Losing a Sibling

Support for Healing

The death of a sibling is the most neglected loss in adult life. Loss of a sibling means loss of someone who knew your formative past. It might trigger feelings of guilt over unsolved sibling issues or a sense of abandonment.

Adult sibling loss often falls into the category of "disenfranchised grief." Sympathy is traditionally extended to surviving parents, a spouse or children, yet surviving brothers and sisters are sometimes expected to "get over it" quickly so they can comfort others or “replace” the lost sibling. Siblings might not receive the support they need to heal, and they might hide their feelings from others.

Life Changes in an Instant

Common issues faced by surviving brothers and sisters include:

Seeking a New Identity

Someone who has been a part of your life since birth can serve as an essential part of the background from which you live your life, a piece of the unbroken wholeness that defines you.

The death of a sibling, however, upsets birth order within a family, robbing surviving siblings of the individual strengths, characteristics and identifies that are tightly linked to birth order. It takes time to learn how to live your life again. You have to grow within yourself the parts once carried by your brother or sister. You don't "get over” this as much as "grow through" it.

The Loss of a Future With Your Sibling

Not only have you lost the actual person and your relationship with them, but you have lost the part they would have played in your future. You go on to marry, have children, buy a house, succeed or fail, retire. Each event underlines the terrible reality that your brother or sister is not there. Forever after, all events, no matter how wonderful, have a bittersweet flavor. So-called anniversary reactions can arise on birthdays, holidays and other special occasions.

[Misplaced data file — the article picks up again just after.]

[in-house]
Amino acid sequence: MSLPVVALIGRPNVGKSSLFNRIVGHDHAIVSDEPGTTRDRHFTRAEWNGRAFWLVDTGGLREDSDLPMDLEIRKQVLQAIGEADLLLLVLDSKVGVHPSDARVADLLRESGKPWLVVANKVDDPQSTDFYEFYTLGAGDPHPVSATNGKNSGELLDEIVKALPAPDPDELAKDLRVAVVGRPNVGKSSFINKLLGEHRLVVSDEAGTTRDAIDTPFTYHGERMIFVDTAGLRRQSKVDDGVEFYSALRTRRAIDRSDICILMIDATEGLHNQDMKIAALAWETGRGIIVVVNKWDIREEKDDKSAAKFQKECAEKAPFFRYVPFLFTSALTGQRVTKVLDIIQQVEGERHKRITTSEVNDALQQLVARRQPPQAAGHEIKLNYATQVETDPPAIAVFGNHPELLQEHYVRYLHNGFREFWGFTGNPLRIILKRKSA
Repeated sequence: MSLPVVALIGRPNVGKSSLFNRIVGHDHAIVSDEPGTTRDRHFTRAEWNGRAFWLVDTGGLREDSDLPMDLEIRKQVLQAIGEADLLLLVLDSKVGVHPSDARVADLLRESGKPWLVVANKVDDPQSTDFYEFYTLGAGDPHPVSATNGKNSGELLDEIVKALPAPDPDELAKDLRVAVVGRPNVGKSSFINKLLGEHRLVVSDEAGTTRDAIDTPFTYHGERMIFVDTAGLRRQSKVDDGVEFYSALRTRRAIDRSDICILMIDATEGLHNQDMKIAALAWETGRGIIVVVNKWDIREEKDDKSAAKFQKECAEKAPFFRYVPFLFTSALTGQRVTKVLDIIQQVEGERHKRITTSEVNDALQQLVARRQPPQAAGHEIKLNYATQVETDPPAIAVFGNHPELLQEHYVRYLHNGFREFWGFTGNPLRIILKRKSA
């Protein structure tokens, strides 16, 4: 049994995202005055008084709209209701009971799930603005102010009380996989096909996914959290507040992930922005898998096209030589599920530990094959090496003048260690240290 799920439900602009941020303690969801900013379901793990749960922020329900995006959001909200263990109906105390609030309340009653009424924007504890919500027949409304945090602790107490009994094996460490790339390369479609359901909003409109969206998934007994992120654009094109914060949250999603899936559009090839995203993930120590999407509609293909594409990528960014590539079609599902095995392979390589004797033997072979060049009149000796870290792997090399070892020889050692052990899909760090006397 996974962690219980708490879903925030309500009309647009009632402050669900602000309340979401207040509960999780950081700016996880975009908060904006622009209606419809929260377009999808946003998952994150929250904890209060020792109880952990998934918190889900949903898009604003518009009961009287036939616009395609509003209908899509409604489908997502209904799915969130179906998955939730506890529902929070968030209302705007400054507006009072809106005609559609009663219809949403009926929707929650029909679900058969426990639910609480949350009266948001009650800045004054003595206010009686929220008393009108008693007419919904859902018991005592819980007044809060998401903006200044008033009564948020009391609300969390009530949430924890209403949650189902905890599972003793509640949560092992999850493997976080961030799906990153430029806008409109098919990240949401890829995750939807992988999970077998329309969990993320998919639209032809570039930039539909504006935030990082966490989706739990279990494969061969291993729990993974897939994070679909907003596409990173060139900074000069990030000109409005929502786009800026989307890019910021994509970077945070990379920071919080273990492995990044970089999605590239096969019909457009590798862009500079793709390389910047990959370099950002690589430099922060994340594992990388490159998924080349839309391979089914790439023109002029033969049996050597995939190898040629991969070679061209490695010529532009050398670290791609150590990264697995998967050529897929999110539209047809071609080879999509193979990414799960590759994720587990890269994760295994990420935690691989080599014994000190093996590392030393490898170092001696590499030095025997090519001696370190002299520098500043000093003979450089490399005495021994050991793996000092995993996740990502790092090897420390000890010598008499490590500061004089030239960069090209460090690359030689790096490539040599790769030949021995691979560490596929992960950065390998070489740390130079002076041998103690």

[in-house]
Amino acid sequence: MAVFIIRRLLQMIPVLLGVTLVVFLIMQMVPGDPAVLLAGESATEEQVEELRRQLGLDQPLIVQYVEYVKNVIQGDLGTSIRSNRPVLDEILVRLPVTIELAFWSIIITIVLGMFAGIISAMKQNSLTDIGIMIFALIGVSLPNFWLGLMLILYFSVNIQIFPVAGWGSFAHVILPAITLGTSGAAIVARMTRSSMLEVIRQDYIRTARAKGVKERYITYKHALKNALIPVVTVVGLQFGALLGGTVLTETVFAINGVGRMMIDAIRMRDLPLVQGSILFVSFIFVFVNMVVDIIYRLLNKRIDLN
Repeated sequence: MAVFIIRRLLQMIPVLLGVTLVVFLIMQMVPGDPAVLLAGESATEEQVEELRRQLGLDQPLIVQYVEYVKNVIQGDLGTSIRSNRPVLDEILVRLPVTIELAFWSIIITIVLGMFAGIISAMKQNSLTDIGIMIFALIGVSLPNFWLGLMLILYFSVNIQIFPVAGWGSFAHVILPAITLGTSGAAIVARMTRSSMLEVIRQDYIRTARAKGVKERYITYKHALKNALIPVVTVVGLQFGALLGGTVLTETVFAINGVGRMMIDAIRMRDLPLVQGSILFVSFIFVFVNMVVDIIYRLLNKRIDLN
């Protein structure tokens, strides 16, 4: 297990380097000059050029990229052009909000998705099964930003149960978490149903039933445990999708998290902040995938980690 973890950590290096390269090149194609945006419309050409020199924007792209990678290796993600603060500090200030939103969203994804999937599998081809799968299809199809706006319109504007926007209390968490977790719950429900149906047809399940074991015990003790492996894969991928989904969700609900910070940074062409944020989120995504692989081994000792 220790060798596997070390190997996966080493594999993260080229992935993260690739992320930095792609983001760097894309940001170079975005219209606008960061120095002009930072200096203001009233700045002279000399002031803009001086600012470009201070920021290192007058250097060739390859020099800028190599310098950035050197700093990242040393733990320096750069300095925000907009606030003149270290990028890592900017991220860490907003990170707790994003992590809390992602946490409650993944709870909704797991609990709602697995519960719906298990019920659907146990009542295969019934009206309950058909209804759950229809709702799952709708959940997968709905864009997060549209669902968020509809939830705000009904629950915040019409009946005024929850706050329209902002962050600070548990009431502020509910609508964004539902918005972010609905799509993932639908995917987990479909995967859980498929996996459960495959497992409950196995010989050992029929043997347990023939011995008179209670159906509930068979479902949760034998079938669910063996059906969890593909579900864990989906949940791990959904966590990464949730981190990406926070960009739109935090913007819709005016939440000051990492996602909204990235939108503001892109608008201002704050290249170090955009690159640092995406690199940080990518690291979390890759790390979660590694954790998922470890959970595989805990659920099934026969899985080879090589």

What prevents many bereaved siblings from processing their own grief is a desire to protect someone—perhaps their parents, spouse or children. The focus on "being there" for someone else allows them to put their own grief process on hold. It's not uncommon for surviving siblings to accept the grief of others or take on the role of “compulsive caregivers," always available for others who are grieving.

Compulsive caregivers might focus so much energy elsewhere that they become empty, over-stressed and sometimes clinically depressed. They might appear "bristly," speaking in short, quick sentences while denying the underlying pain. Their unacknowledged feelings can turn heavy and burdensome, preventing them from recovering and regaining a sense of identity.

To resolve compulsive caregiving, confront your own sadness and pain, own it and feel it as deeply as you need to. Author John Gray says, "What you feel, you can heal." You might need to talk about every detail of the death and express the associated feelings over and over until you wear out the pain.

Assert Yourself

One last comment: Don't be embarrassed if one of your worries or thoughts is, "Am I next?" When adult siblings die, it is natural to question your own mortality. Siblings are peers, so it makes sense and is normal to think in this way.

Society may not recognize the intensity of sibling loss, but bereaved siblings know that the loss has a real, sometimes devastating impact. You might have to educate the people around you and ask for their much-needed support. Assert yourself and ask for what you need.

Find out if hospice care could help your loved one.